A new exhibition has been announced for autumn showcasing architecture through the lens of the renowned Swiss-French photographer, Hélène Binet, and incorporating more than 90 images of over 20 projects by 12 architects. Binet has travelled widely to photograph works by architects including Le Corbusier, Zaha Hadid RA, Nicholas Hawksmoor, Daniel Libeskind, Jørn Utzon and Peter Zumthor Hon RA. I am fascinated by architectural detail and Binet’s photographs often focus on a fragment of a building. There’s a simplicity extracted from the complexity of a building, something I like to photograph, in a very amateur way I might add, in historic architecture. Working only on film, Binet’s images are primarily monochrome resulting in light, space and form. Restricting the scale of the work gives her photographs an intense intimacy. The exhibition will feature iconic images including; Zaha Hadid’s Vitra Fire Station; Le Corbusier’s La Tourette monastery in France and the Jantar Mantar Observatory in Jaipur, India; Thermal Baths at Vals by the Swiss architect Peter Zumthor; and landscaping and pathways at the Acropolis designed by Dimitris Pikionis in the 1950s. Light Lines: The Architectural Photographs of Hélène Binet at The Royal Academy (23 October 2021 – 23 January 2022). Admission from £15 adult, concessions available.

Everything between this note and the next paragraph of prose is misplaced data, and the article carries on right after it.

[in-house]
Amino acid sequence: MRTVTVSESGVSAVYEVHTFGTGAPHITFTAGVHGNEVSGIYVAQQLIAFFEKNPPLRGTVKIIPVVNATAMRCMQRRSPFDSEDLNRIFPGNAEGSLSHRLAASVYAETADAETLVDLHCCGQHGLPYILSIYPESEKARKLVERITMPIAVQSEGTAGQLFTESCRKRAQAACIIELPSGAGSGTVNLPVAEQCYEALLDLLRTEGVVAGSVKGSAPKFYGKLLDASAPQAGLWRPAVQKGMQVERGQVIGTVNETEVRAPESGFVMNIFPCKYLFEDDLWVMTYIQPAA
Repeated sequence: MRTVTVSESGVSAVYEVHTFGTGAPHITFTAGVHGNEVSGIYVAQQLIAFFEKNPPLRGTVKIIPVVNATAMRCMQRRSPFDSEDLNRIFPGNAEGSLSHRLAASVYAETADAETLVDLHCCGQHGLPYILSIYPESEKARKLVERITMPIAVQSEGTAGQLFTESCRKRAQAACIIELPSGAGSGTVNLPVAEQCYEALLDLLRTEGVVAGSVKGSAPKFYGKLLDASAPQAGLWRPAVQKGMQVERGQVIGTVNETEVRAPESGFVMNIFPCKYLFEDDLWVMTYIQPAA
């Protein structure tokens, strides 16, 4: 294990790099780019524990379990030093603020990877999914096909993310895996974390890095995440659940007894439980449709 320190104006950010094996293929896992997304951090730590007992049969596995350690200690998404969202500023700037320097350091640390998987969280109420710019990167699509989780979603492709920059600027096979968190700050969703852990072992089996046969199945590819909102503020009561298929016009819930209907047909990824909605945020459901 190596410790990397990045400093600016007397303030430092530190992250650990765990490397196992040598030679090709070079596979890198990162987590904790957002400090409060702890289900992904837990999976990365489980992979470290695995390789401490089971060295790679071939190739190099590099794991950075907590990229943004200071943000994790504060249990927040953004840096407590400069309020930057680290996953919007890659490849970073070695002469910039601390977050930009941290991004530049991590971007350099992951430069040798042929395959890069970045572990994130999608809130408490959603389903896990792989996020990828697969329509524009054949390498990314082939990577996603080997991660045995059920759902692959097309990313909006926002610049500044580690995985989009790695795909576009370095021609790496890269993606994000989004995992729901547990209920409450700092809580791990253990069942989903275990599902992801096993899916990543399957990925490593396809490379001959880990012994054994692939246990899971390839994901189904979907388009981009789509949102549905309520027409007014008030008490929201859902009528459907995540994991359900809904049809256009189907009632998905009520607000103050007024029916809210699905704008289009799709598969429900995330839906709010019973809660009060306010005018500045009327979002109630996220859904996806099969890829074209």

Wolvesey Castle